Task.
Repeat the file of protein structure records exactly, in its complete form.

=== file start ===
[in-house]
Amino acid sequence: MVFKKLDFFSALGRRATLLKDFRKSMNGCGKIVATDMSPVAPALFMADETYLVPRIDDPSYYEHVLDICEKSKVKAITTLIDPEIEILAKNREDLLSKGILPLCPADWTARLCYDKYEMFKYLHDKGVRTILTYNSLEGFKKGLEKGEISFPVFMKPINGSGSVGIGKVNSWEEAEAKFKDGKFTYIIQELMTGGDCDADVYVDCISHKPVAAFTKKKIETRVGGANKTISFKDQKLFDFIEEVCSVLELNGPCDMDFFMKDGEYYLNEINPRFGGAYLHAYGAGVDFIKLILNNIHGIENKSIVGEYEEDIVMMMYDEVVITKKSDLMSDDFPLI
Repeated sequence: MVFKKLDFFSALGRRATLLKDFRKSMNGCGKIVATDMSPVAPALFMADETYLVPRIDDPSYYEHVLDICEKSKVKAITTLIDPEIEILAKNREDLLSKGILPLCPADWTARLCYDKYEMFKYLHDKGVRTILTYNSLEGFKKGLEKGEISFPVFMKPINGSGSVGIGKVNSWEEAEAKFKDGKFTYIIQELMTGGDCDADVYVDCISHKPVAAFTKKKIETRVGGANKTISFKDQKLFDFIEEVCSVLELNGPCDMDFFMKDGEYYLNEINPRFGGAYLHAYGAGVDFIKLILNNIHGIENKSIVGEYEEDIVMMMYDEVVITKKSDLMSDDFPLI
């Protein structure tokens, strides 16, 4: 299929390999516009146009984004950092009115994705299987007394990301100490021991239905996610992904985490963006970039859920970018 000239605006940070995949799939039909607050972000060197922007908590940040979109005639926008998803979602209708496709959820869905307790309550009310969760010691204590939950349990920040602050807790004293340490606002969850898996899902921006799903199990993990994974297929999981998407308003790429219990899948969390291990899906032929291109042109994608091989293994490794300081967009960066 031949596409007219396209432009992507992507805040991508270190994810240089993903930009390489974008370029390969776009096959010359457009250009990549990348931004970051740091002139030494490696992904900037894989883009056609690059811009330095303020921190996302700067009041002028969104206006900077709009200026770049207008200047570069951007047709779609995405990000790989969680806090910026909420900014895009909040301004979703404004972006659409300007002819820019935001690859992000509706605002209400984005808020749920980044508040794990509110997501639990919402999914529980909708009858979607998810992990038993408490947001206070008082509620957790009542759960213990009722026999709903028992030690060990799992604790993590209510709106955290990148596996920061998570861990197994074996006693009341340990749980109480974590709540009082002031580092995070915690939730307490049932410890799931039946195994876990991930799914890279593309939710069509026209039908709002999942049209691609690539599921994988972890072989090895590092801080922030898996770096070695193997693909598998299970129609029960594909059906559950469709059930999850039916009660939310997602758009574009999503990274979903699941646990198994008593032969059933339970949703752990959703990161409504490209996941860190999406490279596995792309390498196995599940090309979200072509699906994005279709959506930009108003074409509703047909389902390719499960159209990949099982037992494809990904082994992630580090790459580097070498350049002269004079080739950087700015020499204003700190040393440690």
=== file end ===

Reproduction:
[in-house]
Amino acid sequence: MVFKKLDFFSALGRRATLLKDFRKSMNGCGKIVATDMSPVAPALFMADETYLVPRIDDPSYYEHVLDICEKSKVKAITTLIDPEIEILAKNREDLLSKGILPLCPADWTARLCYDKYEMFKYLHDKGVRTILTYNSLEGFKKGLEKGEISFPVFMKPINGSGSVGIGKVNSWEEAEAKFKDGKFTYIIQELMTGGDCDADVYVDCISHKPVAAFTKKKIETRVGGANKTISFKDQKLFDFIEEVCSVLELNGPCDMDFFMKDGEYYLNEINPRFGGAYLHAYGAGVDFIKLILNNIHGIENKSIVGEYEEDIVMMMYDEVVITKKSDLMSDDFPLI
Repeated sequence: MVFKKLDFFSALGRRATLLKDFRKSMNGCGKIVATDMSPVAPALFMADETYLVPRIDDPSYYEHVLDICEKSKVKAITTLIDPEIEILAKNREDLLSKGILPLCPADWTARLCYDKYEMFKYLHDKGVRTILTYNSLEGFKKGLEKGEISFPVFMKPINGSGSVGIGKVNSWEEAEAKFKDGKFTYIIQELMTGGDCDADVYVDCISHKPVAAFTKKKIETRVGGANKTISFKDQKLFDFIEEVCSVLELNGPCDMDFFMKDGEYYLNEINPRFGGAYLHAYGAGVDFIKLILNNIHGIENKSIVGEYEEDIVMMMYDEVVITKKSDLMSDDFPLI
């Protein structure tokens, strides 16, 4: 299929390999516009146009984004950092009115994705299987007394990301100490021991239905996610992904985490963006970039859920970018 000239605006940070995949799939039909607050972000060197922007908590940040979109005639926008998803979602209708496709959820869905307790309550009310969760010691204590939950349990920040602050807790004293340490606002969850898996899902921006799903199990993990994974297929999981998407308003790429219990899948969390291990899906032929291109042109994608091989293994490794300081967009960066 031949596409007219396209432009992507992507805040991508270190994810240089993903930009390489974008370029390969776009096959010359457009250009990549990348931004970051740091002139030494490696992904900037894989883009056609690059811009330095303020921190996302700067009041002028969104206006900077709009200026770049207008200047570069951007047709779609995405990000790989969680806090910026909420900014895009909040301004979703404004972006659409300007002819820019935001690859992000509706605002209400984005808020749920980044508040794990509110997501639990919402999914529980909708009858979607998810992990038993408490947001206070008082509620957790009542759960213990009722026999709903028992030690060990799992604790993590209510709106955290990148596996920061998570861990197994074996006693009341340990749980109480974590709540009082002031580092995070915690939730307490049932410890799931039946195994876990991930799914890279593309939710069509026209039908709002999942049209691609690539599921994988972890072989090895590092801080922030898996770096070695193997693909598998299970129609029960594909059906559950469709059930999850039916009660939310997602758009574009999503990274979903699941646990198994008593032969059933339970949703752990959703990161409504490209996941860190999406490279596995792309390498196995599940090309979200072509699906994005279709959506930009108003074409509703047909389902390719499960159209990949099982037992494809990904082994992630580090790459580097070498350049002269004079080739950087700015020499204003700190040393440690």